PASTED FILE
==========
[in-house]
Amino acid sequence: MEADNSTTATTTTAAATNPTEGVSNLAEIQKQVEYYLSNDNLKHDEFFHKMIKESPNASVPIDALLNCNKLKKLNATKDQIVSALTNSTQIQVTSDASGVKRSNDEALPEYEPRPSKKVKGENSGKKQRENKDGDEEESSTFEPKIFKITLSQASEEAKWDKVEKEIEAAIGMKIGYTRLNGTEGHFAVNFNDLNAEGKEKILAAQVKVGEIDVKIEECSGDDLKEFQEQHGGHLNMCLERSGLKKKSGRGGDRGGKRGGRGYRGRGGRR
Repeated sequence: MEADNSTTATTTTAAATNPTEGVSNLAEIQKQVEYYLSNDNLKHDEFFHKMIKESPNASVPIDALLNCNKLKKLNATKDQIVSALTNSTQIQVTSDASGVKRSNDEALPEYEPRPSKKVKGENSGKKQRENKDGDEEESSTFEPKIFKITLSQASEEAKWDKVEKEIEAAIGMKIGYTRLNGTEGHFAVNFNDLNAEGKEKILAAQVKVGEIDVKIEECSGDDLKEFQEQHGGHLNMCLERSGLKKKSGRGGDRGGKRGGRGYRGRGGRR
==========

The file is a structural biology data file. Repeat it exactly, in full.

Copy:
[in-house]
Amino acid sequence: MEADNSTTATTTTAAATNPTEGVSNLAEIQKQVEYYLSNDNLKHDEFFHKMIKESPNASVPIDALLNCNKLKKLNATKDQIVSALTNSTQIQVTSDASGVKRSNDEALPEYEPRPSKKVKGENSGKKQRENKDGDEEESSTFEPKIFKITLSQASEEAKWDKVEKEIEAAIGMKIGYTRLNGTEGHFAVNFNDLNAEGKEKILAAQVKVGEIDVKIEECSGDDLKEFQEQHGGHLNMCLERSGLKKKSGRGGDRGGKRGGRGYRGRGGRR
Repeated sequence: MEADNSTTATTTTAAATNPTEGVSNLAEIQKQVEYYLSNDNLKHDEFFHKMIKESPNASVPIDALLNCNKLKKLNATKDQIVSALTNSTQIQVTSDASGVKRSNDEALPEYEPRPSKKVKGENSGKKQRENKDGDEEESSTFEPKIFKITLSQASEEAKWDKVEKEIEAAIGMKIGYTRLNGTEGHFAVNFNDLNAEGKEKILAAQVKVGEIDVKIEECSGDDLKEFQEQHGGHLNMCLERSGLKKKSGRGGDRGGKRGGRGYRGRGGRR